Starting in the early 1990s, the APEC forum has been in search of a role to remain relevant. The recent Sydney summit was no exception.
It created a lot of buzz with elaborate security arrangements, but not much substance. In other words, it continues to be essentially a talk shop. Its vague attempt at a commitment on slowing down carbon emissions did nothing to bolster its credentials.
Beginning with a great promise to bring together regional economies in a free-trade arrangement, it has largely failed to deliver. Because it has failed to define and broaden its role, it has gained an image of nothing more than a high-profiled jamboree, with visiting leaders dressing themselves in funny shirts and coats designed by the host country.
For residents of Sydney, the event was mostly a costly nuisance, with a large part of the city barricaded to prevent protesters from reaching anywhere near the venue.
The point to make is that the local people didn't see any merit in mounting such an elaborate event with so little to show and without much relevance.
In a larger context, its irrelevance was most marked during the Asian economic crisis of 1997 and 1998 when some of the regional economies went into a free fall and APEC was nowhere to be seen.
So how can APEC be made relevant?
Former Australian prime minister Paul Keating, who claims to have played a role in its formation, argues APEC needs to broaden its horizon to tackle issues of great strategic significance.
In an article in the Sydney Morning Herald, Keating argued that notwithstanding the dangerous nature of the Middle East, "the most seriously dangerous part of the world is North Asia; within the triangle of unsolved tensions between China and Japan and the Korean Peninsula."
As Keating sees it, "If APEC has become a talk shop of debatable output, it is because the leaders who have shaped its agenda since its early and optimistic days have lacked an understanding of what it really is and what it is capable of."
Kevin Rudd, who might soon become the new Australian prime minister in the coming elections, said that "the challenge for Australia in partnership with the US in the future is the rebirth and redirection of APEC."
"Australia and Japan were the joint midwives of the APEC experiment. Over the last decade since the Asia crisis, it has fallen into disuse. It was not used as an effective vehicle for responding to the Asia crisis, and as a result other regional organizations have risen to fill the void -- ASEAN Plus Three, and the East Asia Summit, and they both exclude the US," Rudd said.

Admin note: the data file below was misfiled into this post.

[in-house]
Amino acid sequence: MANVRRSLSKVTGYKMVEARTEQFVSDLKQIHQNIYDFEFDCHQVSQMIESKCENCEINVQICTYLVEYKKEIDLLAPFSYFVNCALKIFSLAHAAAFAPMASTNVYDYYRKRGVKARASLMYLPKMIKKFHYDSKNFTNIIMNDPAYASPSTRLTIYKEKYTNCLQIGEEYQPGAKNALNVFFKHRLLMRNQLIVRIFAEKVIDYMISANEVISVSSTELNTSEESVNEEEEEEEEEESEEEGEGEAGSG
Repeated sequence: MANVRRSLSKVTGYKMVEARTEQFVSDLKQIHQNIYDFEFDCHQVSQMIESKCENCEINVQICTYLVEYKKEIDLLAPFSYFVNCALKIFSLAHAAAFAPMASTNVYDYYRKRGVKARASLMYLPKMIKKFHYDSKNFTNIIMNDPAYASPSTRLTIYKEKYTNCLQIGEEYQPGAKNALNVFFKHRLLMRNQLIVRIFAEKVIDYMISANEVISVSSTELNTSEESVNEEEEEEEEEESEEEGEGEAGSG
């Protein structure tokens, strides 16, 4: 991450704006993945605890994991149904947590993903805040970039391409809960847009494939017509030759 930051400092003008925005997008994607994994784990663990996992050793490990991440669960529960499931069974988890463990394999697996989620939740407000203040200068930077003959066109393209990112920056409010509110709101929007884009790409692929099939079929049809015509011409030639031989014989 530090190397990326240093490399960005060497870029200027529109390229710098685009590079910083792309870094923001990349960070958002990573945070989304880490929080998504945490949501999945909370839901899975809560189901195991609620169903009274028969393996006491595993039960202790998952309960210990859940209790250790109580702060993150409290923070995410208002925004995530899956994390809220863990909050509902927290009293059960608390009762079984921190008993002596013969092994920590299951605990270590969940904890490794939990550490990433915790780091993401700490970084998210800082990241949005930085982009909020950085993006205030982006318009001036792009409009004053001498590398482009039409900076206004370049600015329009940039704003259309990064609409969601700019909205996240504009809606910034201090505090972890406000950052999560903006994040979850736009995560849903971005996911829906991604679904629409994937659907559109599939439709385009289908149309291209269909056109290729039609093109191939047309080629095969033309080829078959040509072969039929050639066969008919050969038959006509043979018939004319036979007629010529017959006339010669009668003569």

What it means is that the US, largely because of its preoccupation with Iraq and the Middle East, is losing the plot in Asia. And China is increasingly stepping in to mold and shape the regional architecture.
The prospect that the US might go isolationist in the wake of its Iraq disaster is worrying Australia so much that Minister of Defense Brenden Nelson recently articulated his country's fears that "If the United States pursued an isolationist posture -- leaving the Middle East under circumstances other than its own choosing ... we risk a change in the US presence and participation in providing security ... in our [Asia-Pacific] region."
In that case, he argued, "We also need to change our posture and our outlook" and build new relationships with China, Japan and India.
Nelson might appear excessively alarmist, but he was not entirely wrong in expressing disquiet about the US' relative lack of interest in the Asia-Pacific region, where China now inspires both alarm and awe.
While new regional organizations and arrangements like East Asia Summit and ASEAN Plus Three -- of which the US is not a member -- might be overtaking APEC, it still remains a valid forum to take on a broader regional role to include economic, political and strategic issues.
But to make it representative and more sensitive to Asian sensibilities and concerns, it would need to include India as a member. By excluding Asia's second-largest country, APEC appears even more irrelevant.
However, no amount of reinventing and re-energizing of APEC can work unless the US reasserts its role in Asia. But this does not mean that the US would necessarily have to confront China.
What it means is that it should let China know that Washington has primary strategic interests in the region and that it is there to stay, with its web of security and strategic linkages with regional countries like Japan, Australia and India, as well as its commitment to defend Taiwan against a Chinese military attack.
But will it be possible for a new potential superpower like China to make a peaceful entry into a new Asian regional order? The experience of both the world wars would suggest otherwise.
APEC could be re-energized and re-defined, however, as the regional organization where conflict of interests could be mediated.
The Sino-US strategic equation is something which is uppermost in the minds of Australia's political and strategic elite.
Rudd writes that "China is modernizing its strategic nuclear arms and it's engaging in general force modernization. The challenge for the US and the region is to engage China in substantive nuclear arms reduction talks."
"Australia and the region should encourage China to sit down with the US to start this process soon," he said.
In this and other matters where China is flexing its muscles, a re-energized APEC could play a useful moderating and mediating role. Whether or not it will work is another matter. But it is worth a try to give peace a chance.
Sushil Seth is a writer based in Australia.